I don’t watch tv. So anyone who knows me will find it odd that I am about to write about a tv show. But my husband is in Malaysia at a conference, my kids have discovered GlobalTV.com, and after a long day, I was just fine with their idea to cozy up in bed with them and the laptop.
Last week, we watched a Glee episode – a first for me – called “The Substitute”. Gwyneth Paltrow, guest-starring as the substitute, plays a teacher who tries desperately to connect with the students. She says to one girl, “You suck” as she hands the answers to the upcoming pop quiz to another student in an attempt to be accepted. As the story develops, it becomes clear that the students are fascinated by her. Abiding by no classroom rules, she lets them choose their own music for Glee Club– however risqué – and goes so far as to compliment them by tweet.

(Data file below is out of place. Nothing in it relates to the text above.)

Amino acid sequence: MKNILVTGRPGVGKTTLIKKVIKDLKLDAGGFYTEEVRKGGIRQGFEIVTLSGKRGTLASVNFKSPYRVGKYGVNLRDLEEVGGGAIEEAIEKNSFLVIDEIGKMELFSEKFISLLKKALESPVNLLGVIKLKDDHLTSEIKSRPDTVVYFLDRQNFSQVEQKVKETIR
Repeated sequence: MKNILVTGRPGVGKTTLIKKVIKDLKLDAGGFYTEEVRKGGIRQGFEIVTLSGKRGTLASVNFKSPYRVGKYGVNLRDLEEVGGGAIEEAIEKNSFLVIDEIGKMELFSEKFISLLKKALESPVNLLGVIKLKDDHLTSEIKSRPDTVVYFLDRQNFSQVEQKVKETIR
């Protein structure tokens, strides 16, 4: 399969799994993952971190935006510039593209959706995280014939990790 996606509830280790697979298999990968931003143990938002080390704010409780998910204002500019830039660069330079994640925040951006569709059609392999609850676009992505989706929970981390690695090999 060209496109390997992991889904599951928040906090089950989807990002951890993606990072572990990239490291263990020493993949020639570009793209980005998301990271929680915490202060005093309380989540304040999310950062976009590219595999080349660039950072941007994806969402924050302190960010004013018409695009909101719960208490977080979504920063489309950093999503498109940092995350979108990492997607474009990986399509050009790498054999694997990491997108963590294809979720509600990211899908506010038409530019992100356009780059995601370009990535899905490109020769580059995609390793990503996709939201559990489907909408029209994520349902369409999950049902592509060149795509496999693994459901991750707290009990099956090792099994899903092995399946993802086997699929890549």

Is this the new classroom? I’d say “no”, but kids are definitely now growing up in a world that is technologically savvy and fast-paced. And our schools are increasingly talking about how to ensure that they focus on the skills needed to thrive in this changing environment and how to create learning environments that inspire and motivate. And Glee gets us thinking: do we focus on their interests? Do we embrace their methods of communication? Do we increase our use of technology or social media to better motivate and connect with them?
These are questions facing teachers AND parents. It was my son who helped with an answer.
Last night, a new episode of Glee was on TV (another great one on bullying) and my kids asked to watch it. I had read about the term “Gleek” – someone who is a fan of the show – so I joked that I was becoming one and was going to blog about this. I’m thinking to myself: I’m as cool as Gwyneth.
My 11 year old son Jacob set me straight: “You’re not a Gleek. You’re a 41 year old woman. And if you try to be cool, you’re not going to sound smart”.
How far do you go to connect with kids? Never so far as to lose your authenticity.